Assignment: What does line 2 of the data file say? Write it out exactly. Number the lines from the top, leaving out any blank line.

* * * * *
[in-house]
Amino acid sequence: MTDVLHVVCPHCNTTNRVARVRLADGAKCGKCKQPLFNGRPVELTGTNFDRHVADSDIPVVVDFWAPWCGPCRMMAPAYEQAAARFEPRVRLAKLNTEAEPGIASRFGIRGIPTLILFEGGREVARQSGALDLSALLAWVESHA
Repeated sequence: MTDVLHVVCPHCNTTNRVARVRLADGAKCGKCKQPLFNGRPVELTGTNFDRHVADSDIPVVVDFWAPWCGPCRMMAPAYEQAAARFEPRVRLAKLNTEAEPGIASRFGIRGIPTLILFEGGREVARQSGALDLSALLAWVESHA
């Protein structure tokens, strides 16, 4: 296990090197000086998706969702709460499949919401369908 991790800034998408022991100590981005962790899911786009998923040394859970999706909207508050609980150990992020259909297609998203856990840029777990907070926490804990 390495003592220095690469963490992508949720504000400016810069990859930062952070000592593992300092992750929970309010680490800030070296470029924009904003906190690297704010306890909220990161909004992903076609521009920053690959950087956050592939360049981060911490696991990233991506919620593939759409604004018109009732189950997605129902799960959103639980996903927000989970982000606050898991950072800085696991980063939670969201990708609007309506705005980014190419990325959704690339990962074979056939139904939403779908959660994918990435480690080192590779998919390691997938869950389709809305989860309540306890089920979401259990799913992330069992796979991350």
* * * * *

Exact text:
Amino acid sequence: MTDVLHVVCPHCNTTNRVARVRLADGAKCGKCKQPLFNGRPVELTGTNFDRHVADSDIPVVVDFWAPWCGPCRMMAPAYEQAAARFEPRVRLAKLNTEAEPGIASRFGIRGIPTLILFEGGREVARQSGALDLSALLAWVESHA